SCART study: selumetinib as potential treatment for HIV-related KS
18 April 2014. Related: News.
SCART is a UK study for HIV-related Kaposi’s Sarcoma (KS). It uses an experimental cancer drug called selumetinib.
KS is a type of cancer that is more common in HIV positive people although it is much less common now that HIV treatment is available.
This study is for people who are already on HIV antiretroviral treatment.
Selumetinib is a new type of drug called a MEK inhibitor that is in large clinical (phase 3) studies for other types of cancer. It works by stopping the action of a protein called MEK which sends signals to cells telling them to divide. Preventing MEK from working may also stop cancer cells from growing.
SCART is classed as an earlier stage study (phase 2) because there is less information on the use to treat KS. Phase 1 of the study was used to decide the best dose and to check for any early safety concerns in HIV positive people.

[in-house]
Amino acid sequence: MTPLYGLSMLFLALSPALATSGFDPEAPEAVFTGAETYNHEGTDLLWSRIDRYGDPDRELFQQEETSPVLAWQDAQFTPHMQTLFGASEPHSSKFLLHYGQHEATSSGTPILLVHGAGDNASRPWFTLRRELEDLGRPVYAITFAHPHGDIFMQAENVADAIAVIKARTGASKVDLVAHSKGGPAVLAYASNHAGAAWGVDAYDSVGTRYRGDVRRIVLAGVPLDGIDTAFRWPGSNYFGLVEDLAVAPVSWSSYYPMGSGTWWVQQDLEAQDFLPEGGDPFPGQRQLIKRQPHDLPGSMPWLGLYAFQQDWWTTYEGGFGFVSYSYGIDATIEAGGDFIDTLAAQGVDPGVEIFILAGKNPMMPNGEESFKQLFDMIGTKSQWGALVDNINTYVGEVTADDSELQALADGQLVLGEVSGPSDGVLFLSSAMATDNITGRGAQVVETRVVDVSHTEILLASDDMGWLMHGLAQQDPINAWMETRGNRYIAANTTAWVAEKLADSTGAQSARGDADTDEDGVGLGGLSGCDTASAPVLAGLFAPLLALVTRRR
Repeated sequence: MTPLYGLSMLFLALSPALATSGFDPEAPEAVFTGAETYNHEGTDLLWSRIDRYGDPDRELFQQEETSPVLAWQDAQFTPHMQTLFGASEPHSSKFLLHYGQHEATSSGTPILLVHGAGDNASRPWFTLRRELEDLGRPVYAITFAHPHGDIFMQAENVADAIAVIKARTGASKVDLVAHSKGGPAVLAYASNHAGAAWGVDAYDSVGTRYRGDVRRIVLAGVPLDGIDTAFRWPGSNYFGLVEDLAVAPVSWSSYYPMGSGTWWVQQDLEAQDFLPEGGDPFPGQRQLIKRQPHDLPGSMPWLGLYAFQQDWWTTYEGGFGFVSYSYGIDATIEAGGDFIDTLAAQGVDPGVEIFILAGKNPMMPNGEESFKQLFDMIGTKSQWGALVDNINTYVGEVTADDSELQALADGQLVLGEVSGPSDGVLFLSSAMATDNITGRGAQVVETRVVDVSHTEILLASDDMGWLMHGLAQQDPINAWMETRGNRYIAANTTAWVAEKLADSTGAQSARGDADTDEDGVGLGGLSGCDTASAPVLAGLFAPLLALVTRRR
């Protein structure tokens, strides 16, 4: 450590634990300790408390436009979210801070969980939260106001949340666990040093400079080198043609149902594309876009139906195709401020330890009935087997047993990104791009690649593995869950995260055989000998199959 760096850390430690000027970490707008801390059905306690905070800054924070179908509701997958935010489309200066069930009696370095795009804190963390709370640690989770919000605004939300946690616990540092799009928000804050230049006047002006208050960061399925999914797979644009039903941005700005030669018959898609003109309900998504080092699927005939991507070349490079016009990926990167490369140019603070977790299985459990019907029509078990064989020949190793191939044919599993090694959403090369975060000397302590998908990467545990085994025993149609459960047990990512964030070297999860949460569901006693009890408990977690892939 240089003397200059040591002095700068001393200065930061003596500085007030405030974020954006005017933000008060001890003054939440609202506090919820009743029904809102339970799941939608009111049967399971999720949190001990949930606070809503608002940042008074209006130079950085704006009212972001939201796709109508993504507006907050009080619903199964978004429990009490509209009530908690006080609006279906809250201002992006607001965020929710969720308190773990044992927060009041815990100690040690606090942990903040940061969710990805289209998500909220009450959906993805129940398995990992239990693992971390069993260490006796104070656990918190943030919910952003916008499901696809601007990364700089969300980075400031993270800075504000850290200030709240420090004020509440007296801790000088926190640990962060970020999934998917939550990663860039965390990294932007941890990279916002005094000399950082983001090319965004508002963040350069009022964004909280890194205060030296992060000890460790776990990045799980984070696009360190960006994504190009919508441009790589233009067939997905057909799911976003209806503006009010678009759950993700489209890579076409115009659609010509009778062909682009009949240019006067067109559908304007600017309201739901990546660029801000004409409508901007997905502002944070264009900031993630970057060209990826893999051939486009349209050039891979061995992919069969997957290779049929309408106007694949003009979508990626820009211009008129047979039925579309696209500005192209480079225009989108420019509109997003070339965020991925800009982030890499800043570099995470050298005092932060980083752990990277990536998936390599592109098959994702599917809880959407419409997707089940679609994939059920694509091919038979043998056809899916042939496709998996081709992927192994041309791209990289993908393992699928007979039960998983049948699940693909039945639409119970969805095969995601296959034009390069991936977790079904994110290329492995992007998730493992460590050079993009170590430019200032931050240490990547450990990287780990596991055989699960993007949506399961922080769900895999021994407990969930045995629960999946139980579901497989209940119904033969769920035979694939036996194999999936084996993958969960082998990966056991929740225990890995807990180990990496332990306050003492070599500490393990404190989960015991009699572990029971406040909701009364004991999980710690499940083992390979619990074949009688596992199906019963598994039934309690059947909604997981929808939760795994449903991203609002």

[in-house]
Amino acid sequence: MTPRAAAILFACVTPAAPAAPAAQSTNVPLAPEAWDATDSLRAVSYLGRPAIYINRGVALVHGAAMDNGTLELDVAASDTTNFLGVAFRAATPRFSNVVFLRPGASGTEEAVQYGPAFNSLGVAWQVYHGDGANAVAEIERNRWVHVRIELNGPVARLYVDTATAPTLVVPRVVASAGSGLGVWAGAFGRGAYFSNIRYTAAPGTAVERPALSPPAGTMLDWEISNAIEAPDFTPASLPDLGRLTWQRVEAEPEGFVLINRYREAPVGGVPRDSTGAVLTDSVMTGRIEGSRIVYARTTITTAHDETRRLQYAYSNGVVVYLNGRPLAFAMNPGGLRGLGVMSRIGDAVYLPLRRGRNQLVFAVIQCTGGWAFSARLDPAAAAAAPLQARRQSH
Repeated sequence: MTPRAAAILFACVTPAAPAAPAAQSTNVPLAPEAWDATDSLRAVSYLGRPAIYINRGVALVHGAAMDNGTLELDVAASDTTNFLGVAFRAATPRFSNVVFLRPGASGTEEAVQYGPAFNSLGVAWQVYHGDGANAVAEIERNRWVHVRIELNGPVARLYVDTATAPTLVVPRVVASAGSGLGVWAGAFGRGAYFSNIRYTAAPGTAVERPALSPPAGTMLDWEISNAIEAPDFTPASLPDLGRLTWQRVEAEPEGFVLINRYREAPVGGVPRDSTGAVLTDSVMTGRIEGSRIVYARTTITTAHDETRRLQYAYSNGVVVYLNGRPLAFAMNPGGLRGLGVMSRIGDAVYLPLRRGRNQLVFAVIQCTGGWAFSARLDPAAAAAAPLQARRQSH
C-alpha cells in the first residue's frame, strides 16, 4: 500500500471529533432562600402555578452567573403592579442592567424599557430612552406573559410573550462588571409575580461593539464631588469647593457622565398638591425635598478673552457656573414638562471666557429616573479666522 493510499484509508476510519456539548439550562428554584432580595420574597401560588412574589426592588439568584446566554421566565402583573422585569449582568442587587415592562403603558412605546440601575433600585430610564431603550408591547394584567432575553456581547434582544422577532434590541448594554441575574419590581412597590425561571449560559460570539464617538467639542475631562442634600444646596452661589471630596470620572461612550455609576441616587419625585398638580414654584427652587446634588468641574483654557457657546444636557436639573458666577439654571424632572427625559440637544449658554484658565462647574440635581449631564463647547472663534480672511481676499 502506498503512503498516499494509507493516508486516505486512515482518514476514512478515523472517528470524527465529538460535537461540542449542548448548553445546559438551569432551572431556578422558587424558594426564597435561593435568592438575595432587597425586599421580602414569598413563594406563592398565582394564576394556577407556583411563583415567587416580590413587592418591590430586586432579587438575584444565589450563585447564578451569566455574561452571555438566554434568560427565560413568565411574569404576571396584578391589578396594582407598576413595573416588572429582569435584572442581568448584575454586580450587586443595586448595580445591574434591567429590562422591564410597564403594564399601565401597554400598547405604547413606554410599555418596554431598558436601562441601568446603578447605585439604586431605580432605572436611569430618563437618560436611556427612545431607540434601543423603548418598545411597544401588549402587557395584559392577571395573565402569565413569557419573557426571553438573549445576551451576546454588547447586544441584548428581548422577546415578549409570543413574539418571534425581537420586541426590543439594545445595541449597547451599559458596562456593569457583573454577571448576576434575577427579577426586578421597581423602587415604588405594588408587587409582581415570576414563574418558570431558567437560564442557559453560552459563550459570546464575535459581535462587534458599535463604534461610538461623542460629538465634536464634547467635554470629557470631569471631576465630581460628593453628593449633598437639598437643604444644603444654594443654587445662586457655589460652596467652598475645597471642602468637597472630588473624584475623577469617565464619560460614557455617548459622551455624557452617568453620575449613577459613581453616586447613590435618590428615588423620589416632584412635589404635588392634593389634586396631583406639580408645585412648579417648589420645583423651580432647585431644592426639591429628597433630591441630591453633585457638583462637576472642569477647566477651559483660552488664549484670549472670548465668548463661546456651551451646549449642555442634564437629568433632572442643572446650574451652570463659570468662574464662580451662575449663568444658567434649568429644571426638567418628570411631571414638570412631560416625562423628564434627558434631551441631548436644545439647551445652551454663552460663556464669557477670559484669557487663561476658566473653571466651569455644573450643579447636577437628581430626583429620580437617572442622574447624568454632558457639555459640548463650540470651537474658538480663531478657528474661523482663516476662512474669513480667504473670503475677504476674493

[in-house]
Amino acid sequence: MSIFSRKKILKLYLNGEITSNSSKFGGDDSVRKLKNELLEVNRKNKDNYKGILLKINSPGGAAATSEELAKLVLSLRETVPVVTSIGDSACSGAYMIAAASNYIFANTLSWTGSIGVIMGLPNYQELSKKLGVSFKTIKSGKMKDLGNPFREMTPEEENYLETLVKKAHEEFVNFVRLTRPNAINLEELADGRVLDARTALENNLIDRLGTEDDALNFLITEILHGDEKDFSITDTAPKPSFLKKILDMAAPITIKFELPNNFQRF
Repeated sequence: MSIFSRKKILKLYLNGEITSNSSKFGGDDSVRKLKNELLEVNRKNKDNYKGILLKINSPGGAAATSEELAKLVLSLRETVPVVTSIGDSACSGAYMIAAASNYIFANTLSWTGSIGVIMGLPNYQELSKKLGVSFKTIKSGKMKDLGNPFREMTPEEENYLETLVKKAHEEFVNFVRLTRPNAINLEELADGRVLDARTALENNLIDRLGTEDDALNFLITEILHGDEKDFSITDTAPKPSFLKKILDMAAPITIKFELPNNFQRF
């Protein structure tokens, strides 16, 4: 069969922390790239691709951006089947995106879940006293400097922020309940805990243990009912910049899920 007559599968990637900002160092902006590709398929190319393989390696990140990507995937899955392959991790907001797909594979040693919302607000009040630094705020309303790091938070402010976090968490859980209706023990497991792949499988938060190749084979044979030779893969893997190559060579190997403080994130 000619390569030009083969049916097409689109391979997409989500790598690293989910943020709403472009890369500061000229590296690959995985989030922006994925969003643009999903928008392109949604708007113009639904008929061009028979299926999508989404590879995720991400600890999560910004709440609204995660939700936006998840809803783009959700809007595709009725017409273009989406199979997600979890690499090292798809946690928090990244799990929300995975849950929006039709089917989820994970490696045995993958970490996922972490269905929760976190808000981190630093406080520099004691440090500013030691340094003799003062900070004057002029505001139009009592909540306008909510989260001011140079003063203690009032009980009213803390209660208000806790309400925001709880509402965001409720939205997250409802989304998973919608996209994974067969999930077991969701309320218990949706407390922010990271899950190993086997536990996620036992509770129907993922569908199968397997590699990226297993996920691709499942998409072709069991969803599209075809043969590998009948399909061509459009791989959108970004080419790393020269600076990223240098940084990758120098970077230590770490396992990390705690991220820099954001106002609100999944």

Phase 2 is now looking at how effectively KS responds to treatment in 25 people with HIV-related KS that has become worse during the last six months. Selumetinib is dosed at 75 mg twice-daily (2 x 3 tablets per day, totalling 6 tablets per day). The study involves safety and monitoring visits to the hospital every 21 days.
The SCART study is being run at five UK hospitals.
- Weston Park Hospital, Sheffield
- Chelsea and Westminster Hospital, London
- Royal Sussex County Hospital, Brighton
- The Beatson West of Scotland Cancer Centre, Glasgow
- Christie Hospital, Manchester
More detailed information is listed on clinicaltrials.com:
and on the UK trial listing:
For further information or enquiries about the SCART trial please contact:
The Coordinating Centre for SCART is the Cancer Research Clinical Trials Unit (CRCTU), University of Birmingham.
This trial is supported by AstraZeneca, Cancer Research UK, Experimental Cancer Medicine Centre (ECMC), National Institute for Health Research Cancer Research Network (NCRN), Sheffield Teaching Hospitals NHS Foundation Trust and the University of Birmingham.